A blowgun is one of the oldest weapons on earth, and very likely the very first that was capable of firing a small projectile at prey. The first blowguns are estimated to have originated over 40,000 years ago, perhaps in China, and consisted largely of a hollow reed and a hard-carved dart. The hunter simply placed a dart into one end of the gun, placed his mouth over the opposite end, took aim, and blew. A strong puff of air forced the dart through the tube, hopefully in the direction of a small bird or animal. The velocity of the dart was dependent upon the length of the tube and one’s lung capacity.
Indigenous tribes in South America and parts of Asia were especially proficient in the use of the blowgun, and to a far lesser degree still use them today. Blowguns do not possess the killing power of a rifle or bow, but their extremely sharp darts can easily pierce skin. Thus, blowguns were typically a tool for hunting small game. To take larger game, many of the tribes coated their darts with poisons. Via this technique the blowgun was effective against larger animals, and even against humans during times of battle and warfare.
Modern blowguns have progressed light years from the hollow reed and hand-carved dart of ancient peoples. A state-of-the-art blowgun may be crafted from wood, plastic, or aircraft quality aluminum tubing. The weapon is generally sold in sizes ranging from 18 to 72 inches in length (45.7 centimeters to 1.8 meters), and is precision manufactured. The same is true of blowgun darts, which are factory produced and consistent in both quality and aerodynamic properties.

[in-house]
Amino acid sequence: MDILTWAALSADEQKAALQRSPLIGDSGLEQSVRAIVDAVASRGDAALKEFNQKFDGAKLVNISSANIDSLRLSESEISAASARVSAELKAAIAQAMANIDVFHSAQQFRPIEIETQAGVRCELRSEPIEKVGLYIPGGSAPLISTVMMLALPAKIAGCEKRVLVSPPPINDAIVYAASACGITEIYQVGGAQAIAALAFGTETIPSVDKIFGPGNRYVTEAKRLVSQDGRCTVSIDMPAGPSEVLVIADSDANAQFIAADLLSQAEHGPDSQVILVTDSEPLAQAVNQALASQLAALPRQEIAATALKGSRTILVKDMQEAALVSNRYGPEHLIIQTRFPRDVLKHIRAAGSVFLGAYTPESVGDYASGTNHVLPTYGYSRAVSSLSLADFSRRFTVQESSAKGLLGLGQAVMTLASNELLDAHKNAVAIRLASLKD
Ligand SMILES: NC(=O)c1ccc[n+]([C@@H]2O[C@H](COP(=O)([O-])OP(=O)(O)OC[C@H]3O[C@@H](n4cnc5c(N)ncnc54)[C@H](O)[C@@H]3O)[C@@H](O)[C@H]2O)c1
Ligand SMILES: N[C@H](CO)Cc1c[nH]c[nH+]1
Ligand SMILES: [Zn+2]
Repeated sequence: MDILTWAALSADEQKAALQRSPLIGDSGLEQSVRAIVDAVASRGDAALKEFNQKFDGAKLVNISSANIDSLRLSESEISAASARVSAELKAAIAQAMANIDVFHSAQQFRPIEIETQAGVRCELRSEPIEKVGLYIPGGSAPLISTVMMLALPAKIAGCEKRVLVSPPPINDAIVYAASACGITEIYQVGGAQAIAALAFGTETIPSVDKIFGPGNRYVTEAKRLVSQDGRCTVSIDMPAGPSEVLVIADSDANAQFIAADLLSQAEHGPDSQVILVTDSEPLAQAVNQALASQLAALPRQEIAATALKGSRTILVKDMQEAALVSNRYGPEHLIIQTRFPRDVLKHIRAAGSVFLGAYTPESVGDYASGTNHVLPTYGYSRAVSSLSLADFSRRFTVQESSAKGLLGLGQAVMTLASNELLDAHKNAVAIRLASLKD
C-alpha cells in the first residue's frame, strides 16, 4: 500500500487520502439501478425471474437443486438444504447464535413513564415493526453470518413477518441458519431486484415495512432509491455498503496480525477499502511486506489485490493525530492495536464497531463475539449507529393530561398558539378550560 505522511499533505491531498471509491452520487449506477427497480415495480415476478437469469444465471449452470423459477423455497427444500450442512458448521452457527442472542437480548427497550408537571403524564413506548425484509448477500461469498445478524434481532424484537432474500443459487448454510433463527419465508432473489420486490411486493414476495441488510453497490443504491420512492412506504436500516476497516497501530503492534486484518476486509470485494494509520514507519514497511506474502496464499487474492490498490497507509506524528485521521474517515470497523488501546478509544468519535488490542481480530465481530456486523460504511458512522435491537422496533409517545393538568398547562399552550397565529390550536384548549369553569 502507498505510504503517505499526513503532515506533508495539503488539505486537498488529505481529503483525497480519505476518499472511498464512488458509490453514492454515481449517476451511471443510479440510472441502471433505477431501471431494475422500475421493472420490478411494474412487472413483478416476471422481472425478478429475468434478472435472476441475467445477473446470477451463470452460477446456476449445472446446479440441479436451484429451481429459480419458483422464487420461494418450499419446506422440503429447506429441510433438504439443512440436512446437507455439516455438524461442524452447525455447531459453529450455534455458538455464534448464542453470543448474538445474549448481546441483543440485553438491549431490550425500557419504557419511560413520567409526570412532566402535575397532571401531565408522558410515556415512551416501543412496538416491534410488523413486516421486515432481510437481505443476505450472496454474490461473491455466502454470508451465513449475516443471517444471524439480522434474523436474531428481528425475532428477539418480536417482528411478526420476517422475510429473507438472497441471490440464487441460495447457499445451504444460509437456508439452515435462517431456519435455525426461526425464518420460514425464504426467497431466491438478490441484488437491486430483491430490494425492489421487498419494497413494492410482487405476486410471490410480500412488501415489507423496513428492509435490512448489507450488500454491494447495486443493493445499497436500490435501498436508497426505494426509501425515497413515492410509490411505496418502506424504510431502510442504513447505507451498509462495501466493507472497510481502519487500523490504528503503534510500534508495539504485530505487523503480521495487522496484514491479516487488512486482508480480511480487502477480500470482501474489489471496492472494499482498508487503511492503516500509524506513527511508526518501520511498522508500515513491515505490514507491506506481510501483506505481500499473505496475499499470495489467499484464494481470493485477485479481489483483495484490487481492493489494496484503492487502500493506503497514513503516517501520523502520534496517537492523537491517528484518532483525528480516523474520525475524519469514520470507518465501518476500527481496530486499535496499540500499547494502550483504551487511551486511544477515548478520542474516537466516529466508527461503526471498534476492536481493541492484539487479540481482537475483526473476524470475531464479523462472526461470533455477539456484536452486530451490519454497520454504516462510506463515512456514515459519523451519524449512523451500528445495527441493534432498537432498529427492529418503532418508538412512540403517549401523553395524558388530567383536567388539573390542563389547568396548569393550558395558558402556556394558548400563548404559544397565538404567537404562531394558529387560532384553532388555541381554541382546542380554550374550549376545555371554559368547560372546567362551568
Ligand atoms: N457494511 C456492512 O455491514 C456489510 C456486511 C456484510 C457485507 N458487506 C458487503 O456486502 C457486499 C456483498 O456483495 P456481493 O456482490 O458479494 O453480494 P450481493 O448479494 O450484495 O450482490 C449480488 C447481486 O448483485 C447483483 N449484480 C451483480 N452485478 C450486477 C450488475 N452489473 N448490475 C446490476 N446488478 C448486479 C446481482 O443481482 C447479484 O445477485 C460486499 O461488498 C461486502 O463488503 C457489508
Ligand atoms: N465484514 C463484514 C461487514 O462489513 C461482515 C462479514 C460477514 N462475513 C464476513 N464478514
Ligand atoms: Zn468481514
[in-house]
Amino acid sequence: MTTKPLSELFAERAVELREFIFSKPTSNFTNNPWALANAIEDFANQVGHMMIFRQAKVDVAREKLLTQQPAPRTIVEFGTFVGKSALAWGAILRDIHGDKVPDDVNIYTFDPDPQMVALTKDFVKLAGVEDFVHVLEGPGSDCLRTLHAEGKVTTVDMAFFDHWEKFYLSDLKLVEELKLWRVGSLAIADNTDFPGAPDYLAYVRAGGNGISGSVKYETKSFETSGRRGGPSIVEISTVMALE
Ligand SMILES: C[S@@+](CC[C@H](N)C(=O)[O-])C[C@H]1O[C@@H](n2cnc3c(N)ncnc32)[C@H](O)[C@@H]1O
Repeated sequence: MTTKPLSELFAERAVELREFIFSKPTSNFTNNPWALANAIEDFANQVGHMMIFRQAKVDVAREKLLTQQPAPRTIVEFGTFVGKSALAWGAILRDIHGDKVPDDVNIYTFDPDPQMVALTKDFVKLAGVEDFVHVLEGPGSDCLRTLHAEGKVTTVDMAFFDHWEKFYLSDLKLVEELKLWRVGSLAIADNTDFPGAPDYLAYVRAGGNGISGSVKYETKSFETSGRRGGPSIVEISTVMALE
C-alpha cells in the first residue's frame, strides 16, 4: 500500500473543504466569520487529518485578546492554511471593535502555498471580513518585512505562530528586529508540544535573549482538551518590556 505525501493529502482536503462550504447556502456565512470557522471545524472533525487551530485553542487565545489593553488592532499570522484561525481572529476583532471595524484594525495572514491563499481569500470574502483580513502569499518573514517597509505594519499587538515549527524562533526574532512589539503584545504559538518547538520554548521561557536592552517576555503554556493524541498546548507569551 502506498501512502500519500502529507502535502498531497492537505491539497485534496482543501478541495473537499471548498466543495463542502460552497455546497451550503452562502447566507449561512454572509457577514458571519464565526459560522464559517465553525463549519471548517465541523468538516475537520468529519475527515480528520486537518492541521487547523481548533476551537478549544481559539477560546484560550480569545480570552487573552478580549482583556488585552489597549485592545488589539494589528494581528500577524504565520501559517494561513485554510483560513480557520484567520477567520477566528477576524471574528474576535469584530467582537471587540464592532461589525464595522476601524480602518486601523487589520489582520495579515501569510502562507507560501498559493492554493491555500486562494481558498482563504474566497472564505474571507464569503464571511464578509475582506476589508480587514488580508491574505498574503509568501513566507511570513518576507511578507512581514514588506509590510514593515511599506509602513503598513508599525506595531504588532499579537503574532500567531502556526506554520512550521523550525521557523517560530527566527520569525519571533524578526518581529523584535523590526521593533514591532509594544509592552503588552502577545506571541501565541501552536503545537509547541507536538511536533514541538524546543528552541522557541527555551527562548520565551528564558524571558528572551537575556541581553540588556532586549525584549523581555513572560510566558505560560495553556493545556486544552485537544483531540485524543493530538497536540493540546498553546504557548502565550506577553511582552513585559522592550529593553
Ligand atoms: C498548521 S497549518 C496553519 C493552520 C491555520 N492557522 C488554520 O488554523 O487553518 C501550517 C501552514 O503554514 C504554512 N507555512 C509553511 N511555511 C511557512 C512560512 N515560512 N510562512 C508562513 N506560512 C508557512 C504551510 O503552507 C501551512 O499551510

The modern blowgun is often seen as a sporting instrument for target shooting and paintball games. At times it is used as a tool by veterinarians and zoo personnel, and loaded with a tranquilizing dart. Far less powerful than a tranquilizer gun, and thus less capable of causing injury, a tranquilizing dart fired from a blowgun can pacify agitated or dangerous animals that require medical treatment.
An expert blowgun aficionado can fire darts that travel as fast as 300 feet (91.4 meters) per second. Expert accuracy is usually limited to approximately 60 feet (18.3 meters) but the dart can travel as far as 250 feet (76.2 meters). Special mouthpieces that concentrate air pressure generally assist velocity and accuracy of this sort, but a huge amount of practice is still required to acquire such expertise.